New operators and services are entering new markets but, as ever, there are only two options when it comes to buying wide-bodied aircraft: Boeing and Airbus. Neil Ford reports.
According to figures from Airbus, Boeing held an 81% market share in 1995, with Airbus taking the remaining 19%. Now, however, the European consortium puts the balance at 51% to 49% in its favour. One of the three biggest African airlines, Kenya Airways, recently added to its existing fleet of 42 aircraft when it took delivery of two Boeing 777-300ERs.
The aircraft will operate on the Nairobi-Amsterdam and Nairobi-Guangzhou routes, as the company continues to roll out new long-haul services. The company has also announced that it will lease two Boeing 737-800 aircraft from GE Capital Aviation Services from early 2015.
Ethiopian’s fleet is almost entirely dominated by Boeing but the company is currently weighing up an option for 30 narrow-bodied Airbus aircraft to drive its rapid expansion plans. Chief executive Tewolde Gebremariam says that his company would make a decision by the end of June. Whether opting for Boeing or Airbus, the deal would be worth about $3bn. The company is seeking to become the dominant player in African aviation by setting up hubs in every region.
After its hubs in Addis Ababa and Liège in Belgium, it became a partner with ASKY Airlines in 2010, founded by Gervais Koffi Djondo (co-founder of Ecobank), to operate from the Togolese capital Lomé, which it has made its West African hub.
Ethiopian is currently assessing potential candidates in Central and Southern Africa but the most likely options are to be in Democratic Republic of Congo (DR Congo) and Malawi. Ethiopia bought a 49% stake in Malawian Airlines last year, while DR Congo is the missing link in its African trade, both in the air and on the ground. Flights from a DR Congo hub airport could reach anywhere on the continent in less than five hours.
An African global hub?
Ethiopian Airlines is particularly keen to make the most of Addis Ababa’s location in the Horn of Africa. Passengers travelling from North America or Europe to Asia could be reluctant to fly further south on the African continent to pick up a connecting flight but Addis Ababa could compete with Dubai as a hub airport.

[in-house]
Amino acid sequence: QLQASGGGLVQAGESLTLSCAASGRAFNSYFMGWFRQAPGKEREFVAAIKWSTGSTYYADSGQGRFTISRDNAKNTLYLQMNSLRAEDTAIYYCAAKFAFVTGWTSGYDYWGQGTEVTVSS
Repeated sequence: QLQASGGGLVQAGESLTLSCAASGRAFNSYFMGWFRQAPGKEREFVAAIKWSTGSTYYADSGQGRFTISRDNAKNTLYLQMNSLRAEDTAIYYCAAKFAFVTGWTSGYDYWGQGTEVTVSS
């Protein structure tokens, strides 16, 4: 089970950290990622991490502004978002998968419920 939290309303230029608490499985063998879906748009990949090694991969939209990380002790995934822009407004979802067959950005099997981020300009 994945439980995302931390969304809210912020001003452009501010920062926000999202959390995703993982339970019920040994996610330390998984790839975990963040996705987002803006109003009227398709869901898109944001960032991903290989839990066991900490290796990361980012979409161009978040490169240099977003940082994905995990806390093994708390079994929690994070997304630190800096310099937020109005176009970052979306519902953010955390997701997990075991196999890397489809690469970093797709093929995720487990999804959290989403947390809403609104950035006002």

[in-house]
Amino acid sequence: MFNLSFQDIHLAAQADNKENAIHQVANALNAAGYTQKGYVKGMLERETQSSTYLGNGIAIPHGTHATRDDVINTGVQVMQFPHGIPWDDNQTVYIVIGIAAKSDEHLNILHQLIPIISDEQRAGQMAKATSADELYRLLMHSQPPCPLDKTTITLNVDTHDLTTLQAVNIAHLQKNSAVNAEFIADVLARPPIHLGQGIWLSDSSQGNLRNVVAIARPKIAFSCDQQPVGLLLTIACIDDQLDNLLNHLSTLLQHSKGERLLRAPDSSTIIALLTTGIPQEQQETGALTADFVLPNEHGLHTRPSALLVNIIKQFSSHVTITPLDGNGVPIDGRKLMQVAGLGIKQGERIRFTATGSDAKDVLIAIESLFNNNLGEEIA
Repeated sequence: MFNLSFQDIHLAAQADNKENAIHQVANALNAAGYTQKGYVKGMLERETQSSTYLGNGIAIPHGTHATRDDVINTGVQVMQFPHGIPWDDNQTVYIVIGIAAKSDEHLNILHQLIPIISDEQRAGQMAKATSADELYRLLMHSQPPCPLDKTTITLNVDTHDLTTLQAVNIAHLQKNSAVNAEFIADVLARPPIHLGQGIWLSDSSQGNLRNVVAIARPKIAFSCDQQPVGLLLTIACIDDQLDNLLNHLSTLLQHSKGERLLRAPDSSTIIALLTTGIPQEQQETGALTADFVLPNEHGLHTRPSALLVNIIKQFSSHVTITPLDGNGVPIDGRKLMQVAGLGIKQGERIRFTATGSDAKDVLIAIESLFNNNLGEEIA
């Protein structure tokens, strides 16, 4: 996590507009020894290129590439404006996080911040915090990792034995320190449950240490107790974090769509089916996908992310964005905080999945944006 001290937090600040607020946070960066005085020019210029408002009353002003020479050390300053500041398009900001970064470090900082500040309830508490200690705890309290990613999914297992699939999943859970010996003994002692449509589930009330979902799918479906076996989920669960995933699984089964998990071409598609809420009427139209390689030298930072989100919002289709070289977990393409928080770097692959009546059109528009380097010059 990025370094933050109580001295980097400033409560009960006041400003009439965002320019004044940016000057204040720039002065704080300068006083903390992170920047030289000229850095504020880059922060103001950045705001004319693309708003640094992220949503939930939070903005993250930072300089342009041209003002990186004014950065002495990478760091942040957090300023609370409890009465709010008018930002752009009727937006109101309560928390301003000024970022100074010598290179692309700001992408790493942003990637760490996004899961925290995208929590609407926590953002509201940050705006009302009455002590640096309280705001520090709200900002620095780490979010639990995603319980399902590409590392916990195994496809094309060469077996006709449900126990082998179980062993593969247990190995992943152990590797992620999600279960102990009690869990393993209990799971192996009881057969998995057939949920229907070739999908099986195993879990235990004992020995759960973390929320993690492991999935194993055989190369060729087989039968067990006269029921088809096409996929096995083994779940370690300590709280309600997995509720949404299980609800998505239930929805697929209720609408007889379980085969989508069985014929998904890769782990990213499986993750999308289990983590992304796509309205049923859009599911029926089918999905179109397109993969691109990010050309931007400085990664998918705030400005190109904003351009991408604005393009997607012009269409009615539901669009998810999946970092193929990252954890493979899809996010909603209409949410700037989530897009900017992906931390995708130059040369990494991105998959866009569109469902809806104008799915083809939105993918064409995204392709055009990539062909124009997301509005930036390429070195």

As a result of its new service to Beijing, Ethiopian now flies to Chinese destinations 28 times a week and is looking to expand this coverage. The airline has set targets of carrying 18m passengers a year by 2025, with 112 aircraft operating on 92 routes. In December last year, Ethiopian began operating a thrice-weekly route to Singapore via Bangkok. This is a welcome addition given the rapidly increasing trade and investment ties with the Asian commercial giant.
The company has also invested $52m in the Ethiopian Aviation Academy in an attempt to develop an aviation sector institute of global importance. About 1,000 students are currently enrolled at the Academy with the aim of becoming pilots, cabin crew, engineers and marketing staff. This figure will be ramped up to 2,000 by 2017 and 4,000 by 2025, with the intake split roughly equally between Ethiopian and non-Ethiopian students.
Low-cost airlines are still likely to be the future of African air travel but the model has not taken off as quickly as some had anticipated. South Africa has seen a string of low-cost airlines come and go in recent years but many in the industry believe that there is room for new operators. 1time folded in 2012 and an attempt to relaunch it as Skywise earlier this year was rejected by the Department of Transport because its licence had expired.
Potential new entrants in the market include fastjet and FlySafair, while consultants Blue Crane Aviation have applied for a licence for their new company, Fly Blue Crane, which is led by a number of former SAA executives. In May, a company spokesperson announced: “We are preparing the ground for a regional airline, looking specifically at underserviced routes.”